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Decker says his book is "an accurate account of the theology, goals, and secrets of Mormonism," He is wrong.
Decker is another former Mormon turned anti-Mormon and knows that what he believed when he was a faithful Mormon isn't anything like the picture he draws in this shameful book.
Almost every page of Decker's salvo at faithful Latter-day Saints contains at least one untruth, and Decker knows it.
If one’s purpose in reading The God Makers is to arrive at a true picture of the doctrines, history, and practices of The Church of Jesus Christ of latter-day Saints, one will be roundly disappointed with the pot pourri of printed venom presented in this book.
However, if one's purpose is to learn about prejudice, religious bigotry, religious persecution, especially in the cause of propagating the dark message wider and using it as justification for continuing persecution through lies, then this book is a must.
The writers make the astonishing claim, so popular with anti-Mormons, that:
We have attempted to present carefully and factually the truth about what the Mormon Church really believes and practices (p. 244),
Our purpose is not to harm the Latter-day Saints (p. 11).
Yet, having read the book, Christianity Today concludes that they have:
Dedicated their lives to winning Mormons away from the faith (16 July, 1982, p. 32)
The book is written with some flair for the bizarre and in non-objective, inflammatory, and pejorative language. It is a masterful example of how to tell bigger and better lies and hope to get away with them.
Some of its more obvious distortion and lies are subpended.
1. It claims that Latter-day Saints do not believe in the grace of God. They do. They also believe that those who enjoy the grace of God should keep the commandments. Many other Christians also believe this.
2. Latter-day Saints have testimonies of Jesus Christ as the Saviour and Redeemer of the world. Salvation is not through Joseph Smith or any other prophet. The book gives an entirely different understanding. Works do not save, but are the evidence of faith.
3. The book is written in language that has been described as disrespectful, derogatory, and demeaning. These are verbal equivalents of violence. Sadly, anti-Mormons often justify the use of such language because “We are right and Mormons are wrong!” Hardly a Christian response. However, we have to keep in mind that many involved in anti-cult ministries (as they describe themselves) are not Christians, but masquerade behind a mask of convenience that permits them to behave like religious hooligans.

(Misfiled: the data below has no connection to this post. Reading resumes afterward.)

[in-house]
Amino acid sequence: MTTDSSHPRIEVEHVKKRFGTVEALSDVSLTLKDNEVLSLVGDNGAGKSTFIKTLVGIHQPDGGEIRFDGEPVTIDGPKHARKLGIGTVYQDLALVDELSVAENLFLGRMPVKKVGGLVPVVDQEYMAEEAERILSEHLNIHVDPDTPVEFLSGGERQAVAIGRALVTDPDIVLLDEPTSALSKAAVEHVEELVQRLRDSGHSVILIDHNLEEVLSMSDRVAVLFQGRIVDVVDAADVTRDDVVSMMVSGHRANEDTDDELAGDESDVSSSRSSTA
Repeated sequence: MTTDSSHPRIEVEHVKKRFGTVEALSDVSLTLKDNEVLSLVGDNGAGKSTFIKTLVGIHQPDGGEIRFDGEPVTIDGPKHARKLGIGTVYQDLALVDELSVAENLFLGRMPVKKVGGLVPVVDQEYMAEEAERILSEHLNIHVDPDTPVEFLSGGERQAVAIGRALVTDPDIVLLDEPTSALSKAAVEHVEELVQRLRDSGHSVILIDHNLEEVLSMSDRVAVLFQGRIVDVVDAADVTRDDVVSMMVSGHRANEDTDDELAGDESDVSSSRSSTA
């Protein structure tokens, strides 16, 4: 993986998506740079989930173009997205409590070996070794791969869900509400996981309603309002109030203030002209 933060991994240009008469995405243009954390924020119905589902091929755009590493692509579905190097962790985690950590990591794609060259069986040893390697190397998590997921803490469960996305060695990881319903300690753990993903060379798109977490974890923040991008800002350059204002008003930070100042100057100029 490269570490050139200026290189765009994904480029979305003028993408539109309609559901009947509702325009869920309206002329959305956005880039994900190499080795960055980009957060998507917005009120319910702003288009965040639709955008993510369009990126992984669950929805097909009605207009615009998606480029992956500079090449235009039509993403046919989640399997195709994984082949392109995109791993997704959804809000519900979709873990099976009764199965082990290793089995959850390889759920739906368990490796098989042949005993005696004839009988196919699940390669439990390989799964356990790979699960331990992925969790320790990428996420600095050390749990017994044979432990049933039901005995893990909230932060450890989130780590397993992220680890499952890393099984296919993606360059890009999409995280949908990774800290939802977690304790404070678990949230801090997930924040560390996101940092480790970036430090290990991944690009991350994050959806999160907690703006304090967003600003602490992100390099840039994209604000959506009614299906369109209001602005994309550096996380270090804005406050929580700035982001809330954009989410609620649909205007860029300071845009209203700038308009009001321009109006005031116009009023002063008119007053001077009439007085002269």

4. God Makers charges that blessings given to comfort and heal the sick are satanic and that a father blessing his sick infant is placing his child in occult bondage (p. 249) and that blessing such as Jacob gave to his children (Gen 49.28), is like fortune-telling (p. 249).
5. References to LDS “magic underwear” with “occult, paganistic [sic] markings” worn to “allegedly give it protective powers” (p. 146). Latter-day Saints’ garments remind the wearers to live lives of purity and remember the covenants made to honour and love God and Jesus Christ. To describe them in such terms is to deliberately and wickedly sully something that is sacred to another.
6. The extent to which the authors are willing to go to paint their horror pictures is probably best demonstrated in the claim that the Saints are restrained in a “Zion Curtain” (p. 7) and that the Church restricts individual freedom with constraints similar to those used behind the “Iron Curtain” (p. 7). Apart from the clever use of rhyme in this phrase, it is entirely without foundation, and Decker, a former Latter-day Saint knows better, but suppresses the truth in favour of his lie.
7. Claims are made that Latter-day Saints are “powerless” (p. 2312), “manipulated” (p. 231), “dishonest” (p. 237), and atheistic” (p. 259), and can not be regarded as “Christian” (p. 246).
8. God Makers (p. 73, 78
Review: The God Makers: A Shocking Expose of What the Mormon Church Really BelievesUser Review - Joy Sterrantino - Goodreads
This was a lousy book with poor support. It is based solely on emotional appeal, and I found almost all of their claims to be false or twisted into a half-truth. The author quotes information from his own work as if that were his research. Read full review
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